The Senate, at least, looks like it will stay in session until May 1.
President Andy Gardiner, R-Orlando, confirmed Tuesday that the chamber wouldn’t recess early.
Times/Herald Tallahassee reporter Kat McGrory reports:
He also released the following statement, suggesting the chamber would continue working toward a final budget but saying it wouldn’t happen by the May 1 scheduled end of session.
Yesterday, AHCA formally began the process of submitting the Senate Plan for Medicaid Sustainability to CMS. This plan is now the vehicle for any LIP funding the state may be able to include in our budget for the coming year.
Florida’s recent history of applying for such waivers documents a pattern of lengthy consideration by CMS. For example, the LIP model used for the current fiscal year was formally submitted in November of 2013. We did not receive provisional approval until last April, and final approval came in July.
Therefore, despite the best efforts of the Senate to develop a Florida-based solution, at this time, there is no scenario under which we can complete a budget process that is open and transparent by May 1st.
We can however, continue to work toward a final budget that ensures funding for services to the uninsured in the absence of LIP. The Senate budget left significant unallocated revenue beyond that of our traditional reserves. Without a clear timetable for an answer from CMS on LIP, we may need to use this unallocated general revenue to draw down federal funding to help mitigate the loss of LIP and ensure our hospitals can continue to serve their communities.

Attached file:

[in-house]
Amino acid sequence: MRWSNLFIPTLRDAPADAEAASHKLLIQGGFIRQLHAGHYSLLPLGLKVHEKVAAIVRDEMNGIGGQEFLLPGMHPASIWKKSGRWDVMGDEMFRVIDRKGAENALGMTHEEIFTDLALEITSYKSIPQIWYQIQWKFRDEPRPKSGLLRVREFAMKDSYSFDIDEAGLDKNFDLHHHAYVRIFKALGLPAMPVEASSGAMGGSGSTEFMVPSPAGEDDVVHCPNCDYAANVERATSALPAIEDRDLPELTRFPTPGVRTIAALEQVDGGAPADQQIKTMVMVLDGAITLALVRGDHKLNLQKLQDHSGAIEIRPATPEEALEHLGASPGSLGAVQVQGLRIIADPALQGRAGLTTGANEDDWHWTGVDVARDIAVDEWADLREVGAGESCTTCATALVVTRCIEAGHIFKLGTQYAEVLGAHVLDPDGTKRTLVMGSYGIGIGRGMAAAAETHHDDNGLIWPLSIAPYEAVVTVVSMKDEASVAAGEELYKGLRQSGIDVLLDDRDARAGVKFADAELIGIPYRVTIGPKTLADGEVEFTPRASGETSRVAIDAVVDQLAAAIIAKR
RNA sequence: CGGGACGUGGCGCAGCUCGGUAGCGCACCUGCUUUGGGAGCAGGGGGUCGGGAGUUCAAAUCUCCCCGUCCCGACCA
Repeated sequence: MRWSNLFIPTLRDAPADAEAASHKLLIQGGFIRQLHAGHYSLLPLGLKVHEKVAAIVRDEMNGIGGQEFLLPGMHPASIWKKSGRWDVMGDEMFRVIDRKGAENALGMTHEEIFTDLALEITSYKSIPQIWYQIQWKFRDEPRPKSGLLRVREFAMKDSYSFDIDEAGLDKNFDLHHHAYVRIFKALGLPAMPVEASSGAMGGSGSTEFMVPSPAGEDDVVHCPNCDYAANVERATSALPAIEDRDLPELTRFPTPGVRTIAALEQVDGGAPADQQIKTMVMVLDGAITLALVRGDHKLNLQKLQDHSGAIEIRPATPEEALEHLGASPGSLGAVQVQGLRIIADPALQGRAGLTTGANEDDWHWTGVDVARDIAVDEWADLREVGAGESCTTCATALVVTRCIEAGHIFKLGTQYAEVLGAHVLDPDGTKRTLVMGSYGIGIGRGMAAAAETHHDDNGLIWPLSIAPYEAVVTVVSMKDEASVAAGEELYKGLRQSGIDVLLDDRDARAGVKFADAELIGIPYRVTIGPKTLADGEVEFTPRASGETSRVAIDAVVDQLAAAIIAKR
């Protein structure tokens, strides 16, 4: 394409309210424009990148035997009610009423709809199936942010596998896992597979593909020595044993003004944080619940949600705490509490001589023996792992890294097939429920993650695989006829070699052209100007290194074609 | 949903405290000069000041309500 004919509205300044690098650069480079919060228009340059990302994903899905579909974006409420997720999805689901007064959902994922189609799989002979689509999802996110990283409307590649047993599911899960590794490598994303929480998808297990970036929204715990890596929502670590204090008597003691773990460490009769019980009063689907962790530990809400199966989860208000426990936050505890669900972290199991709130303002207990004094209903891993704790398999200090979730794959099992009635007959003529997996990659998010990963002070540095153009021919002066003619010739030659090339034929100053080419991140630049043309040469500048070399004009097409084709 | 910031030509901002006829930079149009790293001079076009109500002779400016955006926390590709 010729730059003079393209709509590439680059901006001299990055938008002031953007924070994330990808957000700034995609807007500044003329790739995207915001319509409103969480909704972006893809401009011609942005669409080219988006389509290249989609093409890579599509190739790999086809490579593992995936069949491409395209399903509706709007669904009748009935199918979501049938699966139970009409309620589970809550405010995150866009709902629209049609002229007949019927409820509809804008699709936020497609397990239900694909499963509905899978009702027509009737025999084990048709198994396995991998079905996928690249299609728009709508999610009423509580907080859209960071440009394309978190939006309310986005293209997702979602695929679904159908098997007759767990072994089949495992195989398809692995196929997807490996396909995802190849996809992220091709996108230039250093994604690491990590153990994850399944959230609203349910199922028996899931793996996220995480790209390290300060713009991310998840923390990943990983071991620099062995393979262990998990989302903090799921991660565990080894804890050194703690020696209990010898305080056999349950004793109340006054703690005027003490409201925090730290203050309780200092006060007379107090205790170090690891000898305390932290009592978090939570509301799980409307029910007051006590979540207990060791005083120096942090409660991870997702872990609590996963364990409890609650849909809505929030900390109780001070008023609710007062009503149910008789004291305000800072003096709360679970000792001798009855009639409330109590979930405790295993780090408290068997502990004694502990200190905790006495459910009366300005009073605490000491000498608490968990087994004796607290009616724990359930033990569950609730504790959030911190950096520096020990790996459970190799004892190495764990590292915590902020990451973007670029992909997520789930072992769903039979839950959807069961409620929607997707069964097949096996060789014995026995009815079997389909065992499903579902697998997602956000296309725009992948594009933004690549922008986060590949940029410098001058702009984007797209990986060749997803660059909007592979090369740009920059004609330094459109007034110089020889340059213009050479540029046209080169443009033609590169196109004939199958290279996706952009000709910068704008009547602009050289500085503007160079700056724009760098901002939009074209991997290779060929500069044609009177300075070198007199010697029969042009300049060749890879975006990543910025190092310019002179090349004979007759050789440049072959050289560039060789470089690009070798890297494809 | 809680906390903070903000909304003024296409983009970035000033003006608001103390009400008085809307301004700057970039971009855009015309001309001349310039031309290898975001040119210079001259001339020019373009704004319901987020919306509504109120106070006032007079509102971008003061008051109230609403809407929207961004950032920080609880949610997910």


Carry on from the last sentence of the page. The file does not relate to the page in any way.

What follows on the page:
Specifically, without LIP, our state may need to dedicate an upwards of $600 million to maintain services for the uninsured in our hospitals. This state investment will draw down federal matching funds that offset $1.5 billion in net hospital losses.
Neither FHIX nor LIP alone can address the health care challenges facing our state. Together, FHIX and the new LIP model proposed by the Senate could reduce the need for general revenue backfill as more of Florida’s uninsured gain coverage over the next few years. CMS has already indicated support for this type of ‘glide path’ approach.
We must also address the fact that pharmacy costs within our statewide manage care plans are exceeding predicted levels, resulting in a potential liability of $200 million. This, along with other health care issues, will continue to impact all other areas of our budget.
I hope Governor Scott and the Florida House will adopt our comprehensive solution, including FHIX and LIP, as Florida’s plan to address the health care challenges facing our state. If we can present a united approach, I am hopeful we can receive LIP funding this year and dedicate the $600 million we may need to backfill LIP to other priorities.